2003 – 2004
Theme: The first FFF screening was held at HELP Institute in Kuala Lumpur in 2003 during which we showcased films produced by KOMAS and partners around the region, and launched our first call for entries for our film competition. The first Justin Louis Awards were given out to particpants in the student, amatuer, and professional categories
FFF2005 was held at the Actor Studio in Bangsar with the theme of Freedom of Information. Renowned documentary filmmakers from the region, Nana Buxani(Philippines), Lexy Rambadeta(Indonesia) and Martyn See(Singapore) were present to share their filmd during the festival.
At FFF2006 we introduced our first film proposal competition. The 4 best proposals won a grant of RM3000 to make a documentary with production guidance from KOMAS. The theme was “Freedom of Information”. This was the beginning of our series of yearly FFF films produced by grant winners of the competition.
The theme FFF2007 was “The Untold History of Merdeka” to coincide with Malaysia’s 50th year of Indepedence from British colonial rule. FFF was keen to highlight indepedence narratives that deviated from the official national narrative
The theme of the FFF2008 film competition was “Democratic Space” to coincide with the momentous 12th General Election in Malaysia that saw an unprecedented victory for Malaysian opposition parties. The films produced and selected for FFF2008 reflected the democratic processes that were taking place in Malaysia.
The theme of FFF2009 was “Real Change?”. 2009 marked the first international FFF screening. A group of Malaysian volunteers living in the UK organised a retrospective of FFF films in London. FFF 2009 screenings also reached a wider Malaysian audience, with screenings in Kuala Lumpur, Georgetown, Johor Baharu and Kuching.
The theme of FFF2010 was “Dare to Document”. FFF2010 marked a significant milestone for FFF as the Selangor and Penang state governments became co-organisers of FFF. FFF was also held in Singapore, and a second FFF screening was also held in London. The festival also traveled to Miri, Sarawak for the first time. Community screenings also extended to Perak and the interiors of Sarawak.
The theme of FFF2011 was “Dare to Document”. In 2011, the Selangor and Penang state governments continued to co-organise FFF. Hana Kulhankova, the festival director of One World International Human Rights Film Festival in Prague, the largest human rights’ film festival in the world, was our special guest and head judge. Special guests also included filmmakers Tanasit Kerbunsong and Panu Saeng-Xuto Duangporn Pakavirojkul from Thailand; a representative from the Thai Public Broadcast Station; Rangkid (a Media NGO) and the Friedrich Naumann Foundation. Community screenings extended to Seberang Perai, Penang and various areas in Johor.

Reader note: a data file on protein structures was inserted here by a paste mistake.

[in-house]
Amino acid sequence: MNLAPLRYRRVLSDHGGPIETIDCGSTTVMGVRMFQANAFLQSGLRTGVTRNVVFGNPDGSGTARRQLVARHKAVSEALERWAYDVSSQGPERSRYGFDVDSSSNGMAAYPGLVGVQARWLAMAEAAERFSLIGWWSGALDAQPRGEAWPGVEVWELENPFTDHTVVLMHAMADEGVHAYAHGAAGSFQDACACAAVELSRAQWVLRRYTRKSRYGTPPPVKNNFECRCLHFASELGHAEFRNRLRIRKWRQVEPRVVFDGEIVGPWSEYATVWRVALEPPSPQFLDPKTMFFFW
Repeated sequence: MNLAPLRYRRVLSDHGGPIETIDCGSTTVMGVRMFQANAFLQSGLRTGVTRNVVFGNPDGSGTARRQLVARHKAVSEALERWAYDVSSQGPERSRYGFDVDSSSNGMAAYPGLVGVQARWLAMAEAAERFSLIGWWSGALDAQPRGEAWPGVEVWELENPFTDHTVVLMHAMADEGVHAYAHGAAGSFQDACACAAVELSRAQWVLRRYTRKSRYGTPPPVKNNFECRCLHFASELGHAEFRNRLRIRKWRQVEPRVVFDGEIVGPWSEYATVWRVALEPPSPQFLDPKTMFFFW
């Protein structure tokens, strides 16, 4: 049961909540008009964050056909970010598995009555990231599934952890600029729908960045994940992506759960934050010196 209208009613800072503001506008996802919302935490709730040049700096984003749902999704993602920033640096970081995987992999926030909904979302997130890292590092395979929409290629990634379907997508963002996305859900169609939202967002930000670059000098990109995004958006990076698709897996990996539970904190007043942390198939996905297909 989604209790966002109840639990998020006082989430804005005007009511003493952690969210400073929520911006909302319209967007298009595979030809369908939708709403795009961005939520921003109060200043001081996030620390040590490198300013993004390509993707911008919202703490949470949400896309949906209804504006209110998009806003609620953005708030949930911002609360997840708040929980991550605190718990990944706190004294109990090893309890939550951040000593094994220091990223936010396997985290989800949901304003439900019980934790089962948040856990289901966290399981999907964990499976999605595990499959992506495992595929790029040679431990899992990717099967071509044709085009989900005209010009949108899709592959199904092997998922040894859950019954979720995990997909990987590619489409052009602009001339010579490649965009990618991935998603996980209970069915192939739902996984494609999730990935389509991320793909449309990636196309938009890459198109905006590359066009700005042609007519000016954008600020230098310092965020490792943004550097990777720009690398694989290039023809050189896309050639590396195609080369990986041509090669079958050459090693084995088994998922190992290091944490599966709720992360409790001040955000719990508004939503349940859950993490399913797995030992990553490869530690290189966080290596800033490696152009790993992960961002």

FFF2012 marked the tenth anniversary of the festival, and the theme was “Democracy: Who’s the Boss?”. In celebration of FFF’s 10th anniversary, the festival was held on a larger scale as the Freedom Arts Fest at PJ Live Arts in Jaya One, Selangor. A variety of workshops were held so that festival goers could learn more about film, music, dance and art. During FFF2012, the festival began to focus on capacity building among local filmmakers through workshops with established filmmakers that were open to the public during the festival. The international reach of the festival continued with a third FFF screening in London jointly organised by SUARAM International, SOAS and KOMAS. FFF2012 also also travelled to Sibu, Sarawak and Kota Kinabalu, Sabah for the first time
The FFF2013 theme was “Switch On People Power”. In 2013, the three grant winning FFF2012 films made their online debut, with more than 60,000 hits for each film in a span of one week. Google Hangouts with the three filmmakers and special guests were also organised, and well received with a record breaking 3000 participants who had the opportunity to ask the filmmakers questions during the hangout. The film competition was also opened up to filmmakers from around the South East Asian region and non-documentary films with a human rights’ theme were also accepted. In the spirit of its mission to build capacity, the festival organised a masterclass with renown filmmaker Marcus Vetter
The FFF2014 theme was “Freedom”. In 2014, Freedom Film Festival screened 37 inspiring local and international shorts, films and documentaries around the theme of ‘Freedom’. The festival presented films that were cinematically engaging and culturally relevant from new and international filmmakers. The festival’s theme coincided with Malaysia’s Independence Day and Malaysia Day on 31st August and 16th September respectively. The objective of FFF2014 was to highlight the freedoms that have been won and the many freedoms that we still have to fight for through the perspectives of people and communities from around the world. As part of FFF’s continuing mission to contribute towards the Malaysian filmmaking community, festival goers were able to participate in filmmaker discussions and workshops. In 2014, FFF prodcued films were screened in Australia by the Malaysian Aspiration Program; at the Nuremberg International Human Rights Film Festival, Germany; and the largest international human rights film festival, the One World Film festival in the Czech Republic.